Our future depends on the heart of our downtown
We owe this to future generations as well as our own.
Jacksonville is many things to many people. From our amazing beaches and eclectic neighborhoods to the Fortune 500 companies and the mom and pop shops that line our streets, Jacksonville continues to be a city on the verge of greatness.
Many have said the very vitality of a city can be measured by the energy of its downtown. If that’s the case, it’s time to stop dreaming and start doing. Now is the time to be part of something remarkable. Now is the time to look to ourselves instead of future generations. Now, is the time to make this happen.
If Jacksonville, circa 1968, was tagged the Bold City of the New South, today we should all aim to be Boldest City in America. A city no one can overlook. A city no one will ever take for granted. And a city that’s the envy of every place — big or small — in this entire country.
With resurgence tied directly to the rebirth, revitalization, reimagination and renewed spirit in their downtown cores, cities such as Denver, Atlanta, Indianapolis, Milwaukee and Greenville have flourished while breathing an infectious spirit into their communities. Spirit that attracts new business. Spirit that attracts new people. And, just as important, the very spirit that makes people swell with pride in the places they live.
There is not another city in this country as perfectly poised to be the next “big thing” as Jacksonville is. But to do so, it can no longer be hampered by its struggling downtown. It can no longer let time pass. It can no longer be a city of unrealized potential.
In 2014, Jaguars owner Shad Khan said, “a homeless guy in Detroit has more mojo than a millionaire in Jacksonville.” While some bristled at the thought, consider Khan’s context in that same speech when he said, “There’s great potential here and I’m always befuddled. … Why aren’t we doing better? ... It’s just not that we have great people here. I mean, they are young people. And that is absolutely the DNA, I mean the vital juice, that everybody craves.”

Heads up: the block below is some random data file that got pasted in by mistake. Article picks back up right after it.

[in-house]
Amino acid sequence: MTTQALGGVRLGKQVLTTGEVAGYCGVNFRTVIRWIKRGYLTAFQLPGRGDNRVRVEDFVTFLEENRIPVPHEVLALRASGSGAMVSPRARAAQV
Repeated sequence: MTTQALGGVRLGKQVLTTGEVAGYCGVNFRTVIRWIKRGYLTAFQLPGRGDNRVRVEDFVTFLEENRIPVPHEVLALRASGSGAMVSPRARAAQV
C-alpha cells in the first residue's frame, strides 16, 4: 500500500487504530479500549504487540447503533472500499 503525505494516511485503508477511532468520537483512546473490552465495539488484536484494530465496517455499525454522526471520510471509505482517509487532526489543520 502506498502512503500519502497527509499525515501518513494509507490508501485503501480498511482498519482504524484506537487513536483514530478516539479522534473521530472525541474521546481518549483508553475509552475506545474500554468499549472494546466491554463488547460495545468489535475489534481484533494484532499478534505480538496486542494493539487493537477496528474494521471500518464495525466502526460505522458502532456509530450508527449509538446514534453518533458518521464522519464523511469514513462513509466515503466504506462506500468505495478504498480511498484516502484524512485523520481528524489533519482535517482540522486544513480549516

Today, Khan’s view remains a critical lens on both the opportunities we have, as well as the challenges we must overcome to take that important next step. That gigantic leap.
While the optics through which we are seen, and even how we view ourselves, are critical in making this Bold City as unique and vibrant as we all imagine, the single biggest missing piece to the puzzle of this amazing place we call home, is our city’s downtown.
Make no mistake, this is not an indictment of what’s transpired in the past. This is not a finger-pointing or a rehashing of the “if we’d only dones.” No, this is about moving forward. Rolling up our collective sleeves. Pulling the oars in the same direction. All of us. Together.
You’re holding a prototype of J Magazine, its pages filled with a simple mission: To look forward while chronicling the transformation of Jacksonville’s downtown. With the dreamers and the doers. With the policy makers and the developers. With the new voices and the old. With the obstacles and the solutions.
With vision and hard work, Jacksonville’s downtown will be a place we can all be proud of. A place where we’ll be honored to say we helped to create this remarkable transformation. A place that is the envy of every city in our country.
In coming issues, you’ll find articles on everything from the river bisecting our core to the future of Jacksonville’s mass transit. From Peter Rummell’s unique living concept to Shad Khan’s desire to breathe life into the shipyards. From the influx of housing bringing millennials to live, work and play in our downtown to the intersection of art and culture in a thriving urban area.
The country’s Boldest City can only be a reality if we stop squinting to imagine a vibrant downtown.
Let our legacy be that we didn’t kick the can down the road. Let our legacy be that we helped make Jacksonville’s downtown BOLD for generations to come.
MARK NUSBAUM is president and publisher of The Florida Times-Union and T-U Media. He and his wife live in Jacksonville’s Avondale neighborhood.